Sikhs To Testify at Senate Hearing on Hate Violence

National Sikh community leaders and a member of the Oak Creek Sikh temple are preparing for a U.S....

An Oak Creek Sikh temple member, who lost his mother in the Aug. 5 shootings, is among those scheduled to testify Wednesday.

Memorial1 (15K)National Sikh community leaders and a member of the Oak Creek Sikh temple are preparing for a U.S. Senate hearing Wednesday on violent extremism, held in response to the Aug. 5 shootings at the Sikh Temple of Wisconsin.

Harpreet Singh Saini, whose mother was killed in the attacks, will be among those speaking at the hearing.

In his testimony, Saini will request the FBI give his mother "the dignity of being a statistic" and start tracking hate crimes against Sikhs, according to the New York-based Sikh Coalition.

The FBI does not keep track of hate crimes against Sikh-Americans, as it does other religious and racial groups, and national Sikh groups renewed calls for that to change following the attack at the Oak Creek Sikh temple, including an online petition urging the change. Wade Michael Page was long involved in white supremacist groups before he entered the Oak Creek gurdwara (Sikhs' place of worship) and killed six people and wounded four others.

The Sikh Coalition says Wednesday's hearing, which begins at 1:30 p.m. central time, is the first Congressional hearing on the threat posed by domestic extremists.

The Senate immediately responded to calls for a hearing, indicating the severity of the problem, the group said in a news release.

"As the tragedy in Oak Creek reminded us, the threat of domestic extremist hate violence is real, ever-present, and growing," said Amardeep Singh, co-founder and program director for the Sikh Coalition. "The topic of domestic extremist hate violence certainly needs a Senate platform. We expect that the hearing will bring this problem to light and explore the solutions needed to prevent another Oak Creek from happening."

The hearing will be held before the Senate Judiciary Subcommittee on the Constitution, Civil Rights, and Human Rights, chaired by Democratic U.S. Sen. Dick Durbin and streamed online.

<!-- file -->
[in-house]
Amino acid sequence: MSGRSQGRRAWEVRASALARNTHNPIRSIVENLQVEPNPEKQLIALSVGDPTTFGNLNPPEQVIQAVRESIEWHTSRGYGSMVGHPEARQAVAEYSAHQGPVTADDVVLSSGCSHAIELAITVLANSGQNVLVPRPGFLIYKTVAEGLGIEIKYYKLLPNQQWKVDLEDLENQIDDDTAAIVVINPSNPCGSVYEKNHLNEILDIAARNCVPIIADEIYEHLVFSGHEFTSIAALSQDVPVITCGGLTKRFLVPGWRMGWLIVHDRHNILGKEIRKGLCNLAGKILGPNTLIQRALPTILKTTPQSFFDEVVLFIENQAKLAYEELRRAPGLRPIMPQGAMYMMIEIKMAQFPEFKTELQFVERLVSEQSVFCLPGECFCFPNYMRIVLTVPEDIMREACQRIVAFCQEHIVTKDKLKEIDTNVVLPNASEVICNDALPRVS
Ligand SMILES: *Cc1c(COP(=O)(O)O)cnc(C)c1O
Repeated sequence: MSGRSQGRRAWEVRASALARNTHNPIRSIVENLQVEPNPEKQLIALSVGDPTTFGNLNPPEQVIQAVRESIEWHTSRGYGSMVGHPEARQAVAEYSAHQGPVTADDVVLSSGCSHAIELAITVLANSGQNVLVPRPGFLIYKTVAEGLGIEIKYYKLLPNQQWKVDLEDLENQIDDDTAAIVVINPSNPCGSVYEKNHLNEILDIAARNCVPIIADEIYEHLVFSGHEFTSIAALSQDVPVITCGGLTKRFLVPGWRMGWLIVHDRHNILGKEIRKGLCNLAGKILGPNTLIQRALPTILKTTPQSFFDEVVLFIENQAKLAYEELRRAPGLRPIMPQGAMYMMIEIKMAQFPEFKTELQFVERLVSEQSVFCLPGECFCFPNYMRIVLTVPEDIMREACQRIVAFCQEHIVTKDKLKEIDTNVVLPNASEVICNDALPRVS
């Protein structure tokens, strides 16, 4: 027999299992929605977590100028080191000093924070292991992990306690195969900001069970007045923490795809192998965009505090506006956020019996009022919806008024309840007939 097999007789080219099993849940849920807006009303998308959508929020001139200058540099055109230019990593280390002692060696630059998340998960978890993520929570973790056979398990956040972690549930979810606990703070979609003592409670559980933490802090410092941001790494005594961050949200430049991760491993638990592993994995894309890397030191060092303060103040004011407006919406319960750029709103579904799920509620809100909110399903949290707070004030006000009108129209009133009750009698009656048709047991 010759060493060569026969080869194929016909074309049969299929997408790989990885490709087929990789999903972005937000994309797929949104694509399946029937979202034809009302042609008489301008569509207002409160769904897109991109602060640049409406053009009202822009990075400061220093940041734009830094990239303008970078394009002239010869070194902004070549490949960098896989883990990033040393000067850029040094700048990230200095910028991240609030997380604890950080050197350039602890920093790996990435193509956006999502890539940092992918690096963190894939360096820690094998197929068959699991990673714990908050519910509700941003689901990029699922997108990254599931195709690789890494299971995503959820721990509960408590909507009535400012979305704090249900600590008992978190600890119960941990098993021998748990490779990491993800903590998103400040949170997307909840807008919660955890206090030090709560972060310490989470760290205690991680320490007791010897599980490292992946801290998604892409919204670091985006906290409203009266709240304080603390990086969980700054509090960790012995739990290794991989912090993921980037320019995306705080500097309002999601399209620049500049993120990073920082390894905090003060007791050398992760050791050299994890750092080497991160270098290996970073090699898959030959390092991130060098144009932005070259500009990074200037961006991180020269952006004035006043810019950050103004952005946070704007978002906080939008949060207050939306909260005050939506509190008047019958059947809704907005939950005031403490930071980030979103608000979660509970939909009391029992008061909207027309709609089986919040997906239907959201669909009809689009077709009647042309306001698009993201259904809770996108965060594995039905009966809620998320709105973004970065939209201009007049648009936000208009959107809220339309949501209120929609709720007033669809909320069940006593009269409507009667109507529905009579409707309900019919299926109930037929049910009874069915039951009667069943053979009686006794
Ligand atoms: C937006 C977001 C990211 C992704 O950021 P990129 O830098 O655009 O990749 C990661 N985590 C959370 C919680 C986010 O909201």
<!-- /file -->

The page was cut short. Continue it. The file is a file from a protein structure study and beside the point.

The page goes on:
Sikh Memorial: 'Their Death Isn't In Vain'

People from around the world came to Oak Creek High School Friday morning for the funeral of six people who died in attack at the Sikh Temple of Wisconsin.

Mark Schaaf

Memorial (16K)The caskets came in one by one.

In a mostly empty gym, before thousands of people would file in, members of the Sikh community brought in the bodies of Prakash Singh, Sita Singh, Ranjit Singh, Satwant Singh Kaleka, Paramjit Kaur and Suveg Singh.

Six trips into the gym and back out. Each one only underscored the magnitude of Sunday's violent attack at the Sikh Temple in Oak Creek.

On Friday morning inside the Oak Creek High School gymnasium, family members and friends remembered the victims' lives while people from around the world came to pay their respects.

Mourners began lining up outside the high school just after 8 a.m. and made their way through the gymnasium throughout the 90-minute service, with the gym not able to hold everyone at once.

The service included remarks from U.S. Attorney General Eric Holder and Gov. Scott Walker, while pictures of the six departed members of the Sikh temple were shown on a projection screen.

Speakers not only remembered those lost, but urged those watching in the gym and on television around the world to use Sunday's events to unite against hatred.

"They died in a place where God could take them," said a family member of Suveg Singh. "Their death isn't in vain."

They talked of Satwant Singh Kaleka, who came to America with $100 in his pocket but successfully built the temple from the ground up.

They spoke of Prakash Singh, who only recently was reunited with his wife and children from India.

And of Paramjit Kaur, a loving mother who always put others before herself.

Selflessness, in fact, is a common thread among all six who perished at the temple.

What is not common, and not discussed, was thoughts of revenge.

Quoting Jesus, Pardeep Kaleka said, "We must not fight hate with hate."

Holder noted immigrants' long history in the United States, particularly the upcoming 100th anniversary of the first gurdwara in the country. Gurdwara is the word for a Sikh place of worship.

But he also said that violence against Sikhs has become too common in recent years. Everyone must ask themselves, Holder said: "What kind of a nation do we want to have?"

"Last Sunday morning, this community witnessed the very worst of humankind," Holder said. "But for every minute, every hour, and every day since then, you have exemplified and you have inspired the very best in who we are."

Walker added: "No matter what country your ancestors came from, no matter where you worship ... as Americans, we are one. And when you attack one of us, you attack all of us."

Afterward, Sikh community members gathered at the Sikh Temple and local funeral homes for private ceremonies.


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